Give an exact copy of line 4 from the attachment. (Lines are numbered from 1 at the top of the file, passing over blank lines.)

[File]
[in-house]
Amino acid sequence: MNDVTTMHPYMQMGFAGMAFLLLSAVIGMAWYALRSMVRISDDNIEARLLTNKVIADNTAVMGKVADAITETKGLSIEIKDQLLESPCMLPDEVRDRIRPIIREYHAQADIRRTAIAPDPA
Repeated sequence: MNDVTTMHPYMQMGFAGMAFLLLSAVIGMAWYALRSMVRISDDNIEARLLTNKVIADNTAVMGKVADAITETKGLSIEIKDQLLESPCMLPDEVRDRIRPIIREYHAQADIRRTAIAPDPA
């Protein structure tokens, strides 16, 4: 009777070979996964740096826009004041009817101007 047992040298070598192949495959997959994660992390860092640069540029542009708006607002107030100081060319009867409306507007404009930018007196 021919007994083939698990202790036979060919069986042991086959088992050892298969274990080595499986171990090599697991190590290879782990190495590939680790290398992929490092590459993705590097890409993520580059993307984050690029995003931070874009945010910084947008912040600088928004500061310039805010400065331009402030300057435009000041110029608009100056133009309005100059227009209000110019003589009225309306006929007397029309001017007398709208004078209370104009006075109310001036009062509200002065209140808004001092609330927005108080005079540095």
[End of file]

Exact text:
């Protein structure tokens, strides 16, 4: 009777070979996964740096826009004041009817101007 047992040298070598192949495959997959994660992390860092640069540029542009708006607002107030100081060319009867409306507007404009930018007196 021919007994083939698990202790036979060919069986042991086959088992050892298969274990080595499986171990090599697991190590290879782990190495590939680790290398992929490092590459993705590097890409993520580059993307984050690029995003931070874009945010910084947008912040600088928004500061310039805010400065331009402030300057435009000041110029608009100056133009309005100059227009209000110019003589009225309306006929007397029309001017007398709208004078209370104009006075109310001036009062509200002065209140808004001092609330927005108080005079540095």